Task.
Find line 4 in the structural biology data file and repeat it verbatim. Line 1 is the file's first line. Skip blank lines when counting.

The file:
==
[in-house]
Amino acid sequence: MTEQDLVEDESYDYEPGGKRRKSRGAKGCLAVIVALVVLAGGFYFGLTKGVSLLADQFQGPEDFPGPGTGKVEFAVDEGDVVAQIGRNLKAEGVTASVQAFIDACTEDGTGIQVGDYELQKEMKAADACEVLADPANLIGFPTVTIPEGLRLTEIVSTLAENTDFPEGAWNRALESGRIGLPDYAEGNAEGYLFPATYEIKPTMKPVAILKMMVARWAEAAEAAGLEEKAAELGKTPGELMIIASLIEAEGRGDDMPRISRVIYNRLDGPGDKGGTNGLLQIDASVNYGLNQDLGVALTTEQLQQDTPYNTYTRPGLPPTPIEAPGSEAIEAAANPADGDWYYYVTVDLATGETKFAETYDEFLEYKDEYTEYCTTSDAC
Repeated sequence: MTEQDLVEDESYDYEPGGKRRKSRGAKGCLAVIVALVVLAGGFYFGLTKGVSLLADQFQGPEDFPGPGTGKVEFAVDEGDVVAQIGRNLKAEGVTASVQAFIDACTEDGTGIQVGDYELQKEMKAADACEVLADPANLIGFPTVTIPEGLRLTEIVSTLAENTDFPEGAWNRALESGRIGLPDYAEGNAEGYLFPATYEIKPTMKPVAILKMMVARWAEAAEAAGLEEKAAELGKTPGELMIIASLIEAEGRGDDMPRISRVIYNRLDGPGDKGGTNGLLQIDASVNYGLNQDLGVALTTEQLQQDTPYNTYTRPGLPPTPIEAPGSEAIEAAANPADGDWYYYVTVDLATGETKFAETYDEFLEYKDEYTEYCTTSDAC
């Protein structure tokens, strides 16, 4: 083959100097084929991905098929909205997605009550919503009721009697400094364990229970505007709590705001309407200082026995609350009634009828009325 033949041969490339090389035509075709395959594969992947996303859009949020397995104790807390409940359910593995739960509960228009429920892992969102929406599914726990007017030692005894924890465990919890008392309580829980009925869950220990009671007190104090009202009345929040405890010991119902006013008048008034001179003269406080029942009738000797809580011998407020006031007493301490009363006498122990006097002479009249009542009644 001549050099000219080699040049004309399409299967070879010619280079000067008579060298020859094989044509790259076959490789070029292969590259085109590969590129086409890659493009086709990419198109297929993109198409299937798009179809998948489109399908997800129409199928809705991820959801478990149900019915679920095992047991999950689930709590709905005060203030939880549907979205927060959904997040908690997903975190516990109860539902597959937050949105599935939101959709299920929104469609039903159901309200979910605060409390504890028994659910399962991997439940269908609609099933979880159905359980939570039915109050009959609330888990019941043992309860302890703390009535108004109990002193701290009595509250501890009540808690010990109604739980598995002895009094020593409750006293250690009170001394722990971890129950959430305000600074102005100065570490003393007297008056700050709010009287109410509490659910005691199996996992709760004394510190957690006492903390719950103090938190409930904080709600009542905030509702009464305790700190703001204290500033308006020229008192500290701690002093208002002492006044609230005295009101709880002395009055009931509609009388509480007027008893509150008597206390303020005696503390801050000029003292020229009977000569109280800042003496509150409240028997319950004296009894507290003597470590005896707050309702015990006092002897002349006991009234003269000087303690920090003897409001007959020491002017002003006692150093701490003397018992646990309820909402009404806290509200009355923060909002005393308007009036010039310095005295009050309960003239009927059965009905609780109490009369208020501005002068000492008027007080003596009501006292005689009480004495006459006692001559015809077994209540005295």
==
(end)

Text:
């Protein structure tokens, strides 16, 4: 083959100097084929991905098929909205997605009550919503009721009697400094364990229970505007709590705001309407200082026995609350009634009828009325 033949041969490339090389035509075709395959594969992947996303859009949020397995104790807390409940359910593995739960509960228009429920892992969102929406599914726990007017030692005894924890465990919890008392309580829980009925869950220990009671007190104090009202009345929040405890010991119902006013008048008034001179003269406080029942009738000797809580011998407020006031007493301490009363006498122990006097002479009249009542009644 001549050099000219080699040049004309399409299967070879010619280079000067008579060298020859094989044509790259076959490789070029292969590259085109590969590129086409890659493009086709990419198109297929993109198409299937798009179809998948489109399908997800129409199928809705991820959801478990149900019915679920095992047991999950689930709590709905005060203030939880549907979205927060959904997040908690997903975190516990109860539902597959937050949105599935939101959709299920929104469609039903159901309200979910605060409390504890028994659910399962991997439940269908609609099933979880159905359980939570039915109050009959609330888990019941043992309860302890703390009535108004109990002193701290009595509250501890009540808690010990109604739980598995002895009094020593409750006293250690009170001394722990971890129950959430305000600074102005100065570490003393007297008056700050709010009287109410509490659910005691199996996992709760004394510190957690006492903390719950103090938190409930904080709600009542905030509702009464305790700190703001204290500033308006020229008192500290701690002093208002002492006044609230005295009101709880002395009055009931509609009388509480007027008893509150008597206390303020005696503390801050000029003292020229009977000569109280800042003496509150409240028997319950004296009894507290003597470590005896707050309702015990006092002897002349006991009234003269000087303690920090003897409001007959020491002017002003006692150093701490003397018992646990309820909402009404806290509200009355923060909002005393308007009036010039310095005295009050309960003239009927059965009905609780109490009369208020501005002068000492008027007080003596009501006292005689009480004495006459006692001559015809077994209540005295």